8th Nov. '12

What can leaders learn from the young startup lions?

A post by Pekka A. Viljakainen


Lack of financing is not the biggest obstacle preventing the creation of new companies any where in this world.

New companies rarely sprout up in capital-heavy industries these days, so the winner is no longer the one who has tens of millions to throw into building smokestacks,assembly lines and other infrastructure. The problems are related to leadership experience, networks and the willingness to work hard in a sustained manner. The help provided by mentors and business angels can really make a difference between success and failure when it comes to new entrepreneurs and speed they learn at. I’d have gone bankrupt if it wasn’t for the aid of committed older colleagues. In the enthusiasm and excitement of youth I tested all my hypotheses on customers, as well as the more experienced of my competitors. Wherever I saw a working solution, I copied it.  This sort of interaction is a two-way street, however.

I’ve spent the past year working with young Russian entrepreneurs and it has taught me things I’d forgotten during my corporate years. I’m more convinced than ever that this new generation has a real genius for working in international teams – as long as they are given the chance.

I took to the stage at the Hofburg Palace in Vienna (www.pioneersfestival.com). 2500 startup entrepreneurs from over 50 countries were present and just one day of walking around exposed me to completely new and highly efficient tools and techniques. I really thought I was up-to-date on what’s going on, but turns out I’m not. I’ll have to start doing more research and learning faster.  More important than the gadgets and technologies, though, were the passion, internationality and joy of creating something new. A week earlier I spoke at a big corporate IT event in California, the audience consisted of some big-time American CIOs. Smart people, huge budgets and a lot of experience, but passion and new ideas were not present. Quite the opposite, in fact. The harsher your story dealing with the corporate life, the tougher you seemed in this company.

The difference between this event and the startup entrepreneurs’get-together was like downtown Joroinen compared to Times Square.  A cynic will say that these new entrepreneurs were born with silver spoons in their mouths and are just burning their investors’ money. Not so. These guys are dealing with an annual growth of 20 to 300 percent in employees. They need working infrastructure, international payments, data security and mission critical admin. And their core business can do a 180-degree turn within a six-month development cycle. Their IT must be agile and keep its eye on the ball at all times. They rarely have any legacy, I’ll grant that, but then they don’t have experienced IT experts or the masses of manpower some organizations can rely on to effect change. And everyone’s new. Who do you trust?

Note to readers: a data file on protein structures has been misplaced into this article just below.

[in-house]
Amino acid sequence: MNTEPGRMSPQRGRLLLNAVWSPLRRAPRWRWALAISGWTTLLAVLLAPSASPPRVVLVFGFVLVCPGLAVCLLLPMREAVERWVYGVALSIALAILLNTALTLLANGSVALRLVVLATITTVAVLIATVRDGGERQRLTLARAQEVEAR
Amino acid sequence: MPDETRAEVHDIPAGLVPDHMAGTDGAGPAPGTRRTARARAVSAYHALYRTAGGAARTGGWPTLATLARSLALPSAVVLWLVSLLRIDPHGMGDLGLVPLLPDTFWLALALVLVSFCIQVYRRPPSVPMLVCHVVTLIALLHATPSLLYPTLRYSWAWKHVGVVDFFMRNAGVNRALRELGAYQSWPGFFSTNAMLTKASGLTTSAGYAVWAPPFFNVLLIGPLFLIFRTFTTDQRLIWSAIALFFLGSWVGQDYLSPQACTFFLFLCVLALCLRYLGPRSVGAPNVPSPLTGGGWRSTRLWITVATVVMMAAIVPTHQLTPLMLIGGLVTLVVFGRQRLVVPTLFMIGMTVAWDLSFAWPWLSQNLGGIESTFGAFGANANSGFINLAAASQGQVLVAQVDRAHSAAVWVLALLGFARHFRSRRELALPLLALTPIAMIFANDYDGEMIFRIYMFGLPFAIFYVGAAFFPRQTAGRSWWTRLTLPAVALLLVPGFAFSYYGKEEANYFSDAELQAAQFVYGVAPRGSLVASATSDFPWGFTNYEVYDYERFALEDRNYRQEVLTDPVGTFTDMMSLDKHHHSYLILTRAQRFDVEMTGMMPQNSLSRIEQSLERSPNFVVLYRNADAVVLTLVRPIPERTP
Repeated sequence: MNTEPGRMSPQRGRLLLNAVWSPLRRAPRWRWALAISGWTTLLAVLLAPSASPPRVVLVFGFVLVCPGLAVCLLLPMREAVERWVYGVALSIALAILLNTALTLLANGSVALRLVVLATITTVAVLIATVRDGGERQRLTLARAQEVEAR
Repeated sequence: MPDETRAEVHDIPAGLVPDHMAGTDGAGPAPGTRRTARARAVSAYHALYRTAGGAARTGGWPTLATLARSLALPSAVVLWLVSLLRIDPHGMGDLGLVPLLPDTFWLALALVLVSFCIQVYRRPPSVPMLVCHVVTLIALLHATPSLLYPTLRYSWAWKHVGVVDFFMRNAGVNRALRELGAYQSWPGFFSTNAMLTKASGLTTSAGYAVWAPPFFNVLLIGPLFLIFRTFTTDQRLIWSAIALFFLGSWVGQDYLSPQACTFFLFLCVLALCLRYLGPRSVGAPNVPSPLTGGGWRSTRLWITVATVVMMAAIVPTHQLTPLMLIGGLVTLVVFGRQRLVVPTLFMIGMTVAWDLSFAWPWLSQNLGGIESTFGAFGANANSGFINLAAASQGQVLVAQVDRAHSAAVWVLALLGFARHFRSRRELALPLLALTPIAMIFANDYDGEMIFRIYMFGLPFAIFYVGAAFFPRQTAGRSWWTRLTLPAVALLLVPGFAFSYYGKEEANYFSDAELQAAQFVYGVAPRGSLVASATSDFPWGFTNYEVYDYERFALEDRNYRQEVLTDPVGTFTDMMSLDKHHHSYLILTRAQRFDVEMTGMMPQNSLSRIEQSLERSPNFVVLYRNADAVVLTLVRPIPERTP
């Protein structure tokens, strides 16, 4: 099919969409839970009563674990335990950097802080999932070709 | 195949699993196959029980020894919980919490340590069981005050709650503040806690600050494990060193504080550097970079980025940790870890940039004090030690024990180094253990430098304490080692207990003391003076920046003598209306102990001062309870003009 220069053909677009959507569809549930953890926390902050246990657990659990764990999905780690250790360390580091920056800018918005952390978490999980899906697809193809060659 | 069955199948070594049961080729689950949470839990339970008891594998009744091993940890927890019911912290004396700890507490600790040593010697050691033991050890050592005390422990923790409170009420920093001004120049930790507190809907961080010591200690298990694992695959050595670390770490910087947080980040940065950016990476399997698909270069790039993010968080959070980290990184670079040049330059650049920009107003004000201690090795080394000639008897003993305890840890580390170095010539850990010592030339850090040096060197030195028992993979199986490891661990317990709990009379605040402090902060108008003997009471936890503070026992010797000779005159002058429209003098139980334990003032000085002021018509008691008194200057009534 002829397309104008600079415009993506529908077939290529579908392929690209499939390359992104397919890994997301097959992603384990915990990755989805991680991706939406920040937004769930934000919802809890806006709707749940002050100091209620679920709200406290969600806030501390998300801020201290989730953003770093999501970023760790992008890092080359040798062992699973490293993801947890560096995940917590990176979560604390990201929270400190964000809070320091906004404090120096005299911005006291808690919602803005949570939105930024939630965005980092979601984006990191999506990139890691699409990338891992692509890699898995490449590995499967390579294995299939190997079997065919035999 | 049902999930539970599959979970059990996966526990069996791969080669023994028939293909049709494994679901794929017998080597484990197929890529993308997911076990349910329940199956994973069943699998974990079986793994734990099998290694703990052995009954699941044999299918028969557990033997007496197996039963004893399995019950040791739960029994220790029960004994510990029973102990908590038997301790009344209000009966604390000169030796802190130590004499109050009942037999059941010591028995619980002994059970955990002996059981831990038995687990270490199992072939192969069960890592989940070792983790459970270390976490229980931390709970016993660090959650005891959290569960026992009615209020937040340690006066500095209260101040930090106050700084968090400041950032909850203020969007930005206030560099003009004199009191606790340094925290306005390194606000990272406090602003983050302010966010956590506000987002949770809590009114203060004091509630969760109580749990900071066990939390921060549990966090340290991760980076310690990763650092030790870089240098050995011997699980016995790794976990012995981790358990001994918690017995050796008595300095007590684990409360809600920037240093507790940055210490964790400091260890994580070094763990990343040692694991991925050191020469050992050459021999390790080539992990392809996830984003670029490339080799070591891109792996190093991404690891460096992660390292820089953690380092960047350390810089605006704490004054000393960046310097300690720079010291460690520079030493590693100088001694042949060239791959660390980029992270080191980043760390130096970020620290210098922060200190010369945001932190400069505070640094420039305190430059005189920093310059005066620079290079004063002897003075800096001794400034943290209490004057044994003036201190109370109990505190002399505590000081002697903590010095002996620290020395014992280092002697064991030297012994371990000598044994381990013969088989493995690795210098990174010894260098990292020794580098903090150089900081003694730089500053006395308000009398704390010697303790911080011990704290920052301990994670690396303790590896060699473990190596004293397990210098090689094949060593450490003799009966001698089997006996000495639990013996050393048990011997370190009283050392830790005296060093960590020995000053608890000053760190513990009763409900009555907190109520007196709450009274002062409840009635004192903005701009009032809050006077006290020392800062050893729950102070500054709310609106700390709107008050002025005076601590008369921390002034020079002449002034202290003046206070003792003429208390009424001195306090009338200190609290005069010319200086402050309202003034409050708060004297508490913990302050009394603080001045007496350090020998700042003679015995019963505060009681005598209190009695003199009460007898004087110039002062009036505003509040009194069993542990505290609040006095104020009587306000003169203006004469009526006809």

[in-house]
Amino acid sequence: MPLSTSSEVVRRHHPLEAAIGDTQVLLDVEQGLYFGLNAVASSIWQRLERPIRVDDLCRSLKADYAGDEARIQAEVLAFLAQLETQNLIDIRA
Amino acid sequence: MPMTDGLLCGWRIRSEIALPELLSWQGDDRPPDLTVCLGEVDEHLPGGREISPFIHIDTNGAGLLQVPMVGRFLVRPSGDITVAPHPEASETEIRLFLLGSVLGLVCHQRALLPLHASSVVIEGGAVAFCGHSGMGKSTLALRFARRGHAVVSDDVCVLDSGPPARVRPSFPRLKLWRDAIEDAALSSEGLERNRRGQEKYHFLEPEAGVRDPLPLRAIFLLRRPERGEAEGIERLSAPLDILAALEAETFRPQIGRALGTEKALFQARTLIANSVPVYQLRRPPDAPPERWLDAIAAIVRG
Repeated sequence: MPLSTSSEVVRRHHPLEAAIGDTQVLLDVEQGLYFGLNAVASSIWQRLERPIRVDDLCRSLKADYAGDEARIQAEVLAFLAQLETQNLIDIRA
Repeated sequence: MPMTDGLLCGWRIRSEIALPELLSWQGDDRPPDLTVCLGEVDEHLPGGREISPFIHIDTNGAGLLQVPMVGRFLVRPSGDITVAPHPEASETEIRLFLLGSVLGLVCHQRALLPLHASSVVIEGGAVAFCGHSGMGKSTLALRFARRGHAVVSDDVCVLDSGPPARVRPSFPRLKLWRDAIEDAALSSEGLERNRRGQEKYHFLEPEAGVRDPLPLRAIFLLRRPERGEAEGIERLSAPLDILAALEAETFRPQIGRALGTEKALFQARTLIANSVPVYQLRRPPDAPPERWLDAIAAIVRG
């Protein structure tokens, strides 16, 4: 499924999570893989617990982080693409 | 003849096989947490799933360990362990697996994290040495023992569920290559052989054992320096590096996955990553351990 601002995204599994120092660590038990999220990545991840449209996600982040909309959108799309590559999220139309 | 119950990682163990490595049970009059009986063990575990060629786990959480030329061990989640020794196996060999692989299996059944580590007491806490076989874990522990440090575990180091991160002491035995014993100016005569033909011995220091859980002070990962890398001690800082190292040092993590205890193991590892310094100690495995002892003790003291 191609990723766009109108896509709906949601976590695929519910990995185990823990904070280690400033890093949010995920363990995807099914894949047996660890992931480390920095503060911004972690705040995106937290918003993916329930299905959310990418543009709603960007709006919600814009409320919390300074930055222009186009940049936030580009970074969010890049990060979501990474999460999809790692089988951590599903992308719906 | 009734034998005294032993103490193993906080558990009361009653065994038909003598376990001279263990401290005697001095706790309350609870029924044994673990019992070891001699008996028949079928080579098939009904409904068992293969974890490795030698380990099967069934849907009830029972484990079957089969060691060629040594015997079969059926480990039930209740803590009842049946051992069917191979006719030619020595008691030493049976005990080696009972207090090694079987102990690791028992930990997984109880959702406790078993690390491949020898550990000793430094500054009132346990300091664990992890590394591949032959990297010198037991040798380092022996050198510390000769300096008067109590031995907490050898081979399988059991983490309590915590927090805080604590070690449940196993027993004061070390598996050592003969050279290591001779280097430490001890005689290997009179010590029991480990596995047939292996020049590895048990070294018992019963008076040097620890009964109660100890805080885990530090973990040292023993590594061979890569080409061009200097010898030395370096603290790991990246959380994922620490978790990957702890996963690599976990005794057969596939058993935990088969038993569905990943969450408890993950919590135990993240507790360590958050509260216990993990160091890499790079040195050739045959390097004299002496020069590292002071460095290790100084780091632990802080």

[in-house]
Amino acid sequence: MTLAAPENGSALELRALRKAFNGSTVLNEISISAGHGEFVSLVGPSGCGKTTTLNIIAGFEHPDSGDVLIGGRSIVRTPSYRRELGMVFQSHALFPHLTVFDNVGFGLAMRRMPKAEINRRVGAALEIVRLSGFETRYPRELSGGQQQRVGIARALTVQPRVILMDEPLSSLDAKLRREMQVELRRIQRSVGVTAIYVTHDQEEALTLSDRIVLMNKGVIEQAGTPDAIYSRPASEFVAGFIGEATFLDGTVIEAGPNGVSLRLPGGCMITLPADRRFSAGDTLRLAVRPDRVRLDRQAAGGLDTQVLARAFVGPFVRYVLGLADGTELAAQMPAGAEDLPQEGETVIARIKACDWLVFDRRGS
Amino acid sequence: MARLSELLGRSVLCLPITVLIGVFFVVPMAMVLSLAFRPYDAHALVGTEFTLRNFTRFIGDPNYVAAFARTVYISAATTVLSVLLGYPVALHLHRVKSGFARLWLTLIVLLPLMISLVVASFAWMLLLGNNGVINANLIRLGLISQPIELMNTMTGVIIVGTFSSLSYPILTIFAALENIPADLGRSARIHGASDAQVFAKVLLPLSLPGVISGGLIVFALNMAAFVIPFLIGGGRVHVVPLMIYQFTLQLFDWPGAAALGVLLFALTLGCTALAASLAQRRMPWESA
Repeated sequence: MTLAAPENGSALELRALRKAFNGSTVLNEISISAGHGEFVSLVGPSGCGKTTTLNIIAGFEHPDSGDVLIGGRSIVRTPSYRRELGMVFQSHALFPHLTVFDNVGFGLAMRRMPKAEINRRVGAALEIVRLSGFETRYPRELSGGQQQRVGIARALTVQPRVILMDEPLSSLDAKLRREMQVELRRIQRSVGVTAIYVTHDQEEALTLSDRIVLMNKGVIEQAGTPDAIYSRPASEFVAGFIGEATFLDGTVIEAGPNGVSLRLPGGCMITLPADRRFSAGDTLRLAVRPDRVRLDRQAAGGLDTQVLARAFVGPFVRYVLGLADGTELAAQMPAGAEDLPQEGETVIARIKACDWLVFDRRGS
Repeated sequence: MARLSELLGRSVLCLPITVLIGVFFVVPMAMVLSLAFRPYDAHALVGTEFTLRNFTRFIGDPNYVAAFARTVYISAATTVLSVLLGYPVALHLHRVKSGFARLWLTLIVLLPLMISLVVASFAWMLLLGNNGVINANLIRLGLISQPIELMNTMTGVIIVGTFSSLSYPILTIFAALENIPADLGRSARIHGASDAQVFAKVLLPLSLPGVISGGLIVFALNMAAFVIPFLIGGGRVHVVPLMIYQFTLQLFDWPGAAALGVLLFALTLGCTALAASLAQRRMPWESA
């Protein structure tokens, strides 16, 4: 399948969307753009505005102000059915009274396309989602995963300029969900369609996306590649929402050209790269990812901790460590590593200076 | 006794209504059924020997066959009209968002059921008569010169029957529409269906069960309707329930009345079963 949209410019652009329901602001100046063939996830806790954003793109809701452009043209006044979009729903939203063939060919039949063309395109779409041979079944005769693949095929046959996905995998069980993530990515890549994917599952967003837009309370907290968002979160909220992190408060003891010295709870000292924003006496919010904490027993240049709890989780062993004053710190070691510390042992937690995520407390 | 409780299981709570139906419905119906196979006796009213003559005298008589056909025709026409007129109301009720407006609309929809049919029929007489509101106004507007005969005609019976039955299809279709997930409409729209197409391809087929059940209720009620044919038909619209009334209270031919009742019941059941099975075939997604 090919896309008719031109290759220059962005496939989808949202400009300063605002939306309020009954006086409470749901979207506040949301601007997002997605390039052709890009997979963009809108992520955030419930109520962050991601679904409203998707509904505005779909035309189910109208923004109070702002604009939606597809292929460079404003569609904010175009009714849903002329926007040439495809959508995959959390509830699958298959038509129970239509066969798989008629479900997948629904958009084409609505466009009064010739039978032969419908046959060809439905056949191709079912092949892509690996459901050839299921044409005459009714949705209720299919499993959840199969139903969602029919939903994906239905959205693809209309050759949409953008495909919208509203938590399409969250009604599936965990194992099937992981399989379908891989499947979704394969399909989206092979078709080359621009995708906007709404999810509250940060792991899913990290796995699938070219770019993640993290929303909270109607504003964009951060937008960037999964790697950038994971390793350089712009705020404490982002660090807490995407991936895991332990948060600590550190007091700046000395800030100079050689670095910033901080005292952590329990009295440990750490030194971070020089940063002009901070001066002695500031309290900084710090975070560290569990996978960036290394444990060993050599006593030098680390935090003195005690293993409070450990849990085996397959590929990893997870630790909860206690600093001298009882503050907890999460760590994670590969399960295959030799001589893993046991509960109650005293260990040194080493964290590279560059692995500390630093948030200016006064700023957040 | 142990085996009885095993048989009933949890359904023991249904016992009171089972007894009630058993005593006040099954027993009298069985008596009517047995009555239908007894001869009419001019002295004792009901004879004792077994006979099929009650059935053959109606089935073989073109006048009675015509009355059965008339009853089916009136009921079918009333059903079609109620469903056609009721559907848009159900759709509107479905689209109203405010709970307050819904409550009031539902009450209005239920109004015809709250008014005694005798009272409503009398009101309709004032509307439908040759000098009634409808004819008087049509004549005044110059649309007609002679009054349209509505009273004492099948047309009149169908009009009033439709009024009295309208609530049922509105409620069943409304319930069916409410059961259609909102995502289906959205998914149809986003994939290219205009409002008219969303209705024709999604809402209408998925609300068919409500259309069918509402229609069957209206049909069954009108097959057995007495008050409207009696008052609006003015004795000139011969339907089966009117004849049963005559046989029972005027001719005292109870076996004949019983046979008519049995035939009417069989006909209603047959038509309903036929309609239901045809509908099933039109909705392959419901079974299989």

Internationality is the ability to trust and interact with just about anyone on the planet. Thereare assholes everywhere. They come from all countries, linguistic blocks and age groups.Thus building trust should be easy, regardless of the backgrounds involved. The best startup entrepreneurs have grasped this point in a manner that leaves the average corporate animal eating their dust. Having people from 50 different countries at an event is totally natural forthese people. Putting together work groups randomly, regardless of nationality is totally okay. And they jump right into the given assignment. No one is evaluated based on whether they come from corporate HQ, Europe, China, what their age is or other such factors.

The only thing that matters is what you can offer the team as it tries to achieve its objective. Based on this ability, you get respect and if you have something to give, they will want to work with you again. If not, they won’t.

All of this is related to the pressures involved in producing results. Everyone makes mistakes.Projects are born and they die. Everything is a learning experience and all lessons need to be learned, because we are working on something grand and there is no time for indecisive dawdling. If you want to witness this energy in action in Finland, register for region’s biggest start-up event on 21-22.11. at Kaapelitehdas: www.slush.fi But beware! You may learn something new!

The original copy of this article was published in Tietoviikko Magazine.
English version of the article is published in NOFEAR-COMMUNITY with permission.


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